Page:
As you may already know, the Standards of Practice set out the minimum standards in the provision of paramedic services. Each regulated member is required to understand and comply with these Standards, but how does this translate in the day-to-day work of EMRs, PCPs, and ACPs?
In an effort to help regulated members understand and apply the Standards to real life situations, we will be sharing scenarios that give context to the Standards and ideas on how to implement this into practice.
The following scenarios will attempt to address Duty to Report and unprofessional conduct issues:
1.3 Duty to Report
A regulated member is expected to demonstrate professionalism by advocating on behalf of the patient and the paramedic profession by identifying and reporting concerns related to patient care to the appropriate regulatory body. In these circumstances:
Within the paramedic profession, a regulated member must report another regulated member to the College’s Complaints Director when the first regulated member believes, on reasonable grounds, that the conduct of the second regulated member places patients at risk or could be considered unprofessional conduct.
Within the larger regulated healthcare environment, a regulated member must report another healthcare provider to the appropriate college’s Complaints Director when the regulated member believes, on reasonable grounds, that the conduct of the other healthcare provider places patients at risk or could be considered unprofessional conduct.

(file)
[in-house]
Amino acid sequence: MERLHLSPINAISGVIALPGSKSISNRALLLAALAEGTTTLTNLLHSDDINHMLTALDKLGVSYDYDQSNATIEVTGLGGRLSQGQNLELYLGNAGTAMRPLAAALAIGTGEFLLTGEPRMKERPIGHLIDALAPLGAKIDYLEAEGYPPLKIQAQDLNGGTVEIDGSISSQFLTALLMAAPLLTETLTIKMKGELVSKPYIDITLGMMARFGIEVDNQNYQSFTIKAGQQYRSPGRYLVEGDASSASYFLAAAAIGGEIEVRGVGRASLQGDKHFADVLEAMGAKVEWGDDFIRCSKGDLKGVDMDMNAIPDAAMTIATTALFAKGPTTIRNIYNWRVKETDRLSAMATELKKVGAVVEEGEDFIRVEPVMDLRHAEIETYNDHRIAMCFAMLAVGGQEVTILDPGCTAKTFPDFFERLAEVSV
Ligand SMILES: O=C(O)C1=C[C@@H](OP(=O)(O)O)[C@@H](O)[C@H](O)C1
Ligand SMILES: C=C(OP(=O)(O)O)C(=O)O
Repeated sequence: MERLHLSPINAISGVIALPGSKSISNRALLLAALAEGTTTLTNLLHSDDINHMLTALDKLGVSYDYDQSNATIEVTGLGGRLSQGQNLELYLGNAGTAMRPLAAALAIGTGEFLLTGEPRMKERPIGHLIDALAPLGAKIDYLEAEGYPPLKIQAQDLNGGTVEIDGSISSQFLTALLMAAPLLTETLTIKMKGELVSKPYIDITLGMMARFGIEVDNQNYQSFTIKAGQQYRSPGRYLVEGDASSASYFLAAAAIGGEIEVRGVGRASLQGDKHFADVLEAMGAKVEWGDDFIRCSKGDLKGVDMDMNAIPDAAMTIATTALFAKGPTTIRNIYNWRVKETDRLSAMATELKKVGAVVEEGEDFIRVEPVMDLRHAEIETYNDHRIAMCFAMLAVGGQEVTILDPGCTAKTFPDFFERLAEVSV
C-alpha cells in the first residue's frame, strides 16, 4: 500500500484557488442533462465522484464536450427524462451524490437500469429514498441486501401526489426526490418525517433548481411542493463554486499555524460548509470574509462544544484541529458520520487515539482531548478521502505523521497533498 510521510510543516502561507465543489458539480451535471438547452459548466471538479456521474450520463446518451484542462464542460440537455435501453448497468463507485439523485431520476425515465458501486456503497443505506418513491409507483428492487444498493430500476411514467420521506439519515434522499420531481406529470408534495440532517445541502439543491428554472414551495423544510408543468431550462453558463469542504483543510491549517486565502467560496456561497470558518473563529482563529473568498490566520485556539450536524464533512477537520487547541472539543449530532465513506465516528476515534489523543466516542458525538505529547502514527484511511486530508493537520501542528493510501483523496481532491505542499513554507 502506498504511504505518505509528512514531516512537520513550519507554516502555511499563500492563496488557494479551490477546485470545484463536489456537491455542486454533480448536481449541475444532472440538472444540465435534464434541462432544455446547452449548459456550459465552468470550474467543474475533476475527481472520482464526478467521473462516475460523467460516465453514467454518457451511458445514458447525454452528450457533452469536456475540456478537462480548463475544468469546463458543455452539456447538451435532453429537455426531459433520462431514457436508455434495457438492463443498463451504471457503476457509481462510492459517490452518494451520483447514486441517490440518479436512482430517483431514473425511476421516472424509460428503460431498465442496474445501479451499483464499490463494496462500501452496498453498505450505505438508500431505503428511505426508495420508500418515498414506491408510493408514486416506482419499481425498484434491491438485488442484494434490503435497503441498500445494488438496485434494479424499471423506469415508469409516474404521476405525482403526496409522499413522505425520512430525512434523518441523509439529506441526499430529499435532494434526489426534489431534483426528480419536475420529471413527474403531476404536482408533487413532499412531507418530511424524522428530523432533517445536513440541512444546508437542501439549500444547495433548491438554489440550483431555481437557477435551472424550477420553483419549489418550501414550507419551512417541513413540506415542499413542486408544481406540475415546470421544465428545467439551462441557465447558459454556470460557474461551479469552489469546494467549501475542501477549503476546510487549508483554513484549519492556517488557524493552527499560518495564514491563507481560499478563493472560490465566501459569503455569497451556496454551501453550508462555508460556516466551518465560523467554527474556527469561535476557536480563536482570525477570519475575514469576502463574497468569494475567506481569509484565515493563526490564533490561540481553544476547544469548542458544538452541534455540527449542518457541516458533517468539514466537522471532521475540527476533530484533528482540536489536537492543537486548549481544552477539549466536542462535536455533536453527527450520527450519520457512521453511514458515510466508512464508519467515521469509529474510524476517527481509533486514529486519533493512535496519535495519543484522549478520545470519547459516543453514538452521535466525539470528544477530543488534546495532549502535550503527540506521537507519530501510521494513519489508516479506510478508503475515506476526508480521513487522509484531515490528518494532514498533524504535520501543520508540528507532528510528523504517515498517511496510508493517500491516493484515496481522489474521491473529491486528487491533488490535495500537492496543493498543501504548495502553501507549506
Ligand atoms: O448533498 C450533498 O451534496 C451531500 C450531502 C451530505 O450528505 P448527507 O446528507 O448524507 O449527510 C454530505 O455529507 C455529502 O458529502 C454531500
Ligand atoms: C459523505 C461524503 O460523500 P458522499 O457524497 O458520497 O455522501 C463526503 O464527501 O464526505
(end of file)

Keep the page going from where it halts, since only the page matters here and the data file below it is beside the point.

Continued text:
Tiffany and Joe have been partners for two months and Joe is always late for work. This has resulted in the off-going crew incurring additional overtime and is creating a rift in the working relationship between the two EMS crews. Tiffany is fed up with Joe’s behavior and has tried talking to him about this, but he was dismissive and continues to arrive late for his shift.
Tiffany should follow employer protocol to address Joe’s behavior and poor performance. Although Joe is being disrespectful to his coworkers, his behavior does not constitute unprofessional conduct.
Joe and Tiffany are doing a non-urgent patient transport from Banff to Calgary. Tiffany is in the back with the patient and Joe is driving. During the trip, Tiffany notices that Joe is constantly hitting the roadside rumble strips and when they pull into the hospital ambulance bay, Joe strikes the curb while attempting to park. After they transfer care, Tiffany finds a half empty bottle of alcohol hanging out of Joe’s duty bag. Tiffany confronts Joe and he admits to having “a few sips to calm his nerves” during the transfer.
Tiffany should immediately report this to her employer and the College. Joe’s behavior puts both the patient and his partner at risk and Tiffany has a duty to report as she certainly has reasonable grounds to believe that Joe’s actions would be considered unprofessional conduct.